In business, inventory
is the "finished goods" product that is being stored until it is sold or consumed. Some examples:
- A grocery store's inventory consists of all the products on its shelves that it has purchased from distributors. The store is trying to sell its inventory to consumers.
- A food distributor's inventory consists of all the products in its warehouse that it has already purchased from manufacturers or farmers. The distributor is trying to sell its inventory to grocery stores, or perhaps to other distributors.
- A canned food manufacturer's inventory consists of all the cans of food in its warehouse that it has already manufactured. The manufacturer is trying to sell its inventory to food distributors, or perhaps directly to grocery stores.
Having too much inventory is a liability to any business, as it represents an investment that has not paid off, and if the inventory proves to be unsalable, the inventory will eventually have to be destroyed. Businesses always have to evaluate the ongoing cost of storing their inventory, balanced against the probability that they will be able to sell it eventually at a profit. If the ongoing storage cost is higher, then the inventory should probably be destroyed.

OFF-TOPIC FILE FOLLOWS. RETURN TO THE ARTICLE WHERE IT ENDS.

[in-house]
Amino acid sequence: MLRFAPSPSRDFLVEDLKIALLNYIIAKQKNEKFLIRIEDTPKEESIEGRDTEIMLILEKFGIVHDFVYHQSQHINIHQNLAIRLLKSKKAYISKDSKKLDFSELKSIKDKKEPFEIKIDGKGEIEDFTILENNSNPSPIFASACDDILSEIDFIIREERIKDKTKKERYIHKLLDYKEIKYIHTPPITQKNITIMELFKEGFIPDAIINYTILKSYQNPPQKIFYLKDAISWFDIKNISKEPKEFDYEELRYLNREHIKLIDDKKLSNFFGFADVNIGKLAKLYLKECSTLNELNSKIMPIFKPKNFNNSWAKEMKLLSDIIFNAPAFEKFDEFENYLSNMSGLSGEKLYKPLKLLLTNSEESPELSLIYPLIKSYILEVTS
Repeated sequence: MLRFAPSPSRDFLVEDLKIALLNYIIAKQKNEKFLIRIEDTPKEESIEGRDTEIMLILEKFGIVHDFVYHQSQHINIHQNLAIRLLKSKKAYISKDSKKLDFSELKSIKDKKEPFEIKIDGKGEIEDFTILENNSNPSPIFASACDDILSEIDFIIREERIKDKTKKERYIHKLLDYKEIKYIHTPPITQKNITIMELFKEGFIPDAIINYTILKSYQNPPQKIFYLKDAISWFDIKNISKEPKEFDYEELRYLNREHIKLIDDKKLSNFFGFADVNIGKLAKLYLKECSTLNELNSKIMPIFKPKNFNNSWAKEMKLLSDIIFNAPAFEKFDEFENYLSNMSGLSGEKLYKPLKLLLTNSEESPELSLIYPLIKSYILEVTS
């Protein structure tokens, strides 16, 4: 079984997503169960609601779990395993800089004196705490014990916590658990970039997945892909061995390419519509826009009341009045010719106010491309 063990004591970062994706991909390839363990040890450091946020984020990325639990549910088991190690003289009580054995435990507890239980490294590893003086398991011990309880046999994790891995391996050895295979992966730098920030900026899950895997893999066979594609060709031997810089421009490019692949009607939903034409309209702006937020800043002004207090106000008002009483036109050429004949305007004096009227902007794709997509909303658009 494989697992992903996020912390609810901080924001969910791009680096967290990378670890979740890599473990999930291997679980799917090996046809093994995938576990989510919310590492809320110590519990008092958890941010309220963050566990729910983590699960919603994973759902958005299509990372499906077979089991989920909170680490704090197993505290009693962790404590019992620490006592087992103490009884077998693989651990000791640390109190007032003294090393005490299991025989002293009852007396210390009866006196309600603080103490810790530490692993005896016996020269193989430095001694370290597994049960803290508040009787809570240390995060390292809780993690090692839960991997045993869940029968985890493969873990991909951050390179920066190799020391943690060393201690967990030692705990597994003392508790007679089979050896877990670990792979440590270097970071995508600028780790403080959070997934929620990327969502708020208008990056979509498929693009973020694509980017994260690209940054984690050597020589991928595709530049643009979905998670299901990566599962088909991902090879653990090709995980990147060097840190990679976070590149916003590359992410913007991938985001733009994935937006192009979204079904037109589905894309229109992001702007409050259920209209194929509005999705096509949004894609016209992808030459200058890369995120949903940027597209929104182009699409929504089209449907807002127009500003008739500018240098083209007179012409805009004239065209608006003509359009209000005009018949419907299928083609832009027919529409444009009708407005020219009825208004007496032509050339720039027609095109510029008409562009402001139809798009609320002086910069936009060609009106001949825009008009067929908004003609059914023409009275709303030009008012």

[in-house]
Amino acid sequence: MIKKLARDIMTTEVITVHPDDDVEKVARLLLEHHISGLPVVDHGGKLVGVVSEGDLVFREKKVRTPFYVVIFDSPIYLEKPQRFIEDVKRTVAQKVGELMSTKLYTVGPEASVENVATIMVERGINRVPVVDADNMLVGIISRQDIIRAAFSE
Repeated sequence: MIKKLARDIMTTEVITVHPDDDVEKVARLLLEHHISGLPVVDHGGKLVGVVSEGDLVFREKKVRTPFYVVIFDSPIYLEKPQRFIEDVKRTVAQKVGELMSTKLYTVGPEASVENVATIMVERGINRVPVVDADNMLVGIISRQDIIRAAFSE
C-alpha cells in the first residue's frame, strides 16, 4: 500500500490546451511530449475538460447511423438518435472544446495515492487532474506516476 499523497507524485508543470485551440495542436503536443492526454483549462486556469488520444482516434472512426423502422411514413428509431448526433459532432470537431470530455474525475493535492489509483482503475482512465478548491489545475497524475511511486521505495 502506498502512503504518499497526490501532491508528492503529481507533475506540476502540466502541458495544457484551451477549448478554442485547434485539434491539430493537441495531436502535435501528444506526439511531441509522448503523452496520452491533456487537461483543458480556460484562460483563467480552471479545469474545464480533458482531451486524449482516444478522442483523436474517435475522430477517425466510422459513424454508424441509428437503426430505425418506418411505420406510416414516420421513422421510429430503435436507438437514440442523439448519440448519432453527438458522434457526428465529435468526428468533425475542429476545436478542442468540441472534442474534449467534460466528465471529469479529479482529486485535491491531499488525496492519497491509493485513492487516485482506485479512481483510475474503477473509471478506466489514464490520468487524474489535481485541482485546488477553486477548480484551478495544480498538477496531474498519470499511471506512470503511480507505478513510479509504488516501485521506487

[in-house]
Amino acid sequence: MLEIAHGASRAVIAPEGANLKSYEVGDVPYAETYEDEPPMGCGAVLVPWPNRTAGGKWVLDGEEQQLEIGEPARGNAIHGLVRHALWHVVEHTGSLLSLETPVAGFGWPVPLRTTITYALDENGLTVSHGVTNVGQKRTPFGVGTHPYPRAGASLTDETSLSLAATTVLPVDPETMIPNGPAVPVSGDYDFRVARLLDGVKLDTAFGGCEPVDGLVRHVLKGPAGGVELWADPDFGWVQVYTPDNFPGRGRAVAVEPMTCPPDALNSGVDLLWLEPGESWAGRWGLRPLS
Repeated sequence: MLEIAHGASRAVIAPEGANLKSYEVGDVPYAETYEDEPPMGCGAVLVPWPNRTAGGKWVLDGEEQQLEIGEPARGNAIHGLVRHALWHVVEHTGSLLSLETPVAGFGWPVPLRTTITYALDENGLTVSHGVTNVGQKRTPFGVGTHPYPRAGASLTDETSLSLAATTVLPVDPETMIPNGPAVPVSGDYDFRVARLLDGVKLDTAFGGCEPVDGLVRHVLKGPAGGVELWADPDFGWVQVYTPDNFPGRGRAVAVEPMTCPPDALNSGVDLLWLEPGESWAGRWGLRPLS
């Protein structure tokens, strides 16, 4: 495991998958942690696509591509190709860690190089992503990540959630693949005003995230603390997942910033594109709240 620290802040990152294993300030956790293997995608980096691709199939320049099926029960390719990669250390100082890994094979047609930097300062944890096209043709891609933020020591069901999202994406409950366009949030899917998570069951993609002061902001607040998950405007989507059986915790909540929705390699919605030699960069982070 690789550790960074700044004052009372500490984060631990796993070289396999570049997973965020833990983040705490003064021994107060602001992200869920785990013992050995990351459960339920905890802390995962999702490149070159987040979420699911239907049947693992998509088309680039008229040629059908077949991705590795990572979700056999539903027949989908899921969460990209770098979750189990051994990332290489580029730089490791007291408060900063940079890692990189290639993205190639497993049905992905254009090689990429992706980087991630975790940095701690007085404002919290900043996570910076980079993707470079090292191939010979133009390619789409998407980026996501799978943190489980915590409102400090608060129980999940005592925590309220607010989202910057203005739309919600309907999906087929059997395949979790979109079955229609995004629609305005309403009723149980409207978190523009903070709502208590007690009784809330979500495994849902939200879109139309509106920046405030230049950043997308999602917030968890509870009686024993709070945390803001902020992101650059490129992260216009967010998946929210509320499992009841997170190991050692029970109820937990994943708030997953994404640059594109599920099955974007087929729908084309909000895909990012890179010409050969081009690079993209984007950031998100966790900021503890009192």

On the other hand, if the business stocks too little inventory, it may not be able to take advantage of some sales opportunities, if large orders were to be placed by its customers and the company were to find itself unable to deliver any product.
On a company's balance sheet, inventory is listed as an asset, for the reason that the company ought to be able to turn its inventory into cash by selling it.
is also the name of a group of British artists; see Inventory (artists)